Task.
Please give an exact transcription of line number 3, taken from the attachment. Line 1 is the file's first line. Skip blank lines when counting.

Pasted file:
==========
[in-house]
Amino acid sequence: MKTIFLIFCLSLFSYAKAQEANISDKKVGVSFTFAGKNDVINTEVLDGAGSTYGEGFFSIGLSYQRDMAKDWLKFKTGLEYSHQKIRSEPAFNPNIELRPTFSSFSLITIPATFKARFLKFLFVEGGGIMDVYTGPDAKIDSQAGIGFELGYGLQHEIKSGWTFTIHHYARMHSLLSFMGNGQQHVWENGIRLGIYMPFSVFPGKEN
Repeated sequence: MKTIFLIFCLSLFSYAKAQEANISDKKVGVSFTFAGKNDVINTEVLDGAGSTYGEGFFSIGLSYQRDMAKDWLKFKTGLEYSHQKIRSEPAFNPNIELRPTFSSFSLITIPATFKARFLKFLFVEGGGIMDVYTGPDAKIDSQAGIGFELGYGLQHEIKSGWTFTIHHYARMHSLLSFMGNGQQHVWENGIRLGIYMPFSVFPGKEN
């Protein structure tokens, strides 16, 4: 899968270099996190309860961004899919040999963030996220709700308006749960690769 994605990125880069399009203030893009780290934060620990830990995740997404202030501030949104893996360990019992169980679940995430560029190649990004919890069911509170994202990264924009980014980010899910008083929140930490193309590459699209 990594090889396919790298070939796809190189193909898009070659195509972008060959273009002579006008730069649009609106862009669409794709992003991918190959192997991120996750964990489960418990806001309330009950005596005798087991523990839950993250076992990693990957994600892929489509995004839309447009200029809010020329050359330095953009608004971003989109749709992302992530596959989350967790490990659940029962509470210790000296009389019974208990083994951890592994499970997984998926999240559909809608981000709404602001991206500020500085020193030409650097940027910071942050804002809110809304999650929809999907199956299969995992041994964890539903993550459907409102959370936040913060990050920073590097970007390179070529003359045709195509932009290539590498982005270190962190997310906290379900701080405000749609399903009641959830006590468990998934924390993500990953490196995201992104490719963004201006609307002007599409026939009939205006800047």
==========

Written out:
Repeated sequence: MKTIFLIFCLSLFSYAKAQEANISDKKVGVSFTFAGKNDVINTEVLDGAGSTYGEGFFSIGLSYQRDMAKDWLKFKTGLEYSHQKIRSEPAFNPNIELRPTFSSFSLITIPATFKARFLKFLFVEGGGIMDVYTGPDAKIDSQAGIGFELGYGLQHEIKSGWTFTIHHYARMHSLLSFMGNGQQHVWENGIRLGIYMPFSVFPGKEN